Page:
Historical Marker #2149 recognizes Ora Frances Porter, an influential figure in Bowling Green’s African-American community, who was among the earliest registered nurses in Kentucky. Born in Butler County in 1880, Porter’s family moved to Bowling Green when she was 10 years old. During an era when jobs for African American women were primarily limited to domestic service, Porter graduated from Tuskegee Institute’s School of Nursing in 1904. Tuskegee’s School of Nursing opened in 1892, shortly after the first nursing schools for white women were founded in 1873 and the first nursing school for African American women was founded in 1881.
When Porter graduated from Tuskegee, Booker T. Washington and other faculty members recommended her to employers such as John D. Rockefeller, Jr.’s family. Instead she returned to Bowling Green and became one of two registered nurses at the private St. Joseph Hospital, which was operated by the McCormack brother doctors. St. Joseph Hospital provided around the clock care, so the day and evening shifts were divided between Porter and the other nurse. She was also employed at the State Board of Health Laboratory, directed by Dr. Lillian South (Historical Marker #396).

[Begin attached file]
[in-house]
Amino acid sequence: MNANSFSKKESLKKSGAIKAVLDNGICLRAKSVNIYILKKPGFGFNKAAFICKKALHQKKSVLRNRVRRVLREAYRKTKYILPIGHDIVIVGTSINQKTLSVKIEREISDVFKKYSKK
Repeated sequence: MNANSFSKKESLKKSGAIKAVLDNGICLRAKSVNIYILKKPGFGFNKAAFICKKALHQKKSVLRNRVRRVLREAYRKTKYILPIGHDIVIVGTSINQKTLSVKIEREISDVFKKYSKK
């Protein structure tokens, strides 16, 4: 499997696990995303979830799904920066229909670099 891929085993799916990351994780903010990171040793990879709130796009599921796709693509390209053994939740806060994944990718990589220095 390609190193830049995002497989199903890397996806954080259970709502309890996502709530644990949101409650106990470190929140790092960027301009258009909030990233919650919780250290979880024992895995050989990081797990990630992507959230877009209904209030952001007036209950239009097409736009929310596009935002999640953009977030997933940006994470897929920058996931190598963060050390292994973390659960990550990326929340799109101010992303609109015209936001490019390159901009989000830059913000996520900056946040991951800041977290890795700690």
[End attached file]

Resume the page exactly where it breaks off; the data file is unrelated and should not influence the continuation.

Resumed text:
Porter later became a private nurse who cared for patients in their homes. In-home health care was the standard preference for those who could afford it instead of going to the hospital. Her patients were primarily white because they could afford private care. Porter was known to be particular about her patient’s diet and often prepared the food herself. She is also reputed have been a skilled typhoid fever nurse.
In addition to her nursing service, Porter was an active member of her community and campaigned for civic improvement. She was involved with the African Methodist Episcopal (A.M.E.) Church and Church Women United, a Christian women’s movement to celebrate unity diversity and work for peace in the world. She later helped to organize the George Washington Carver Community Center, which continues to serve as an affordable gathering place for the community. Porter was also one of the founders of the 1949 Interracial Commission. She died in 1970 and is buried in Mount Moriah Cemetery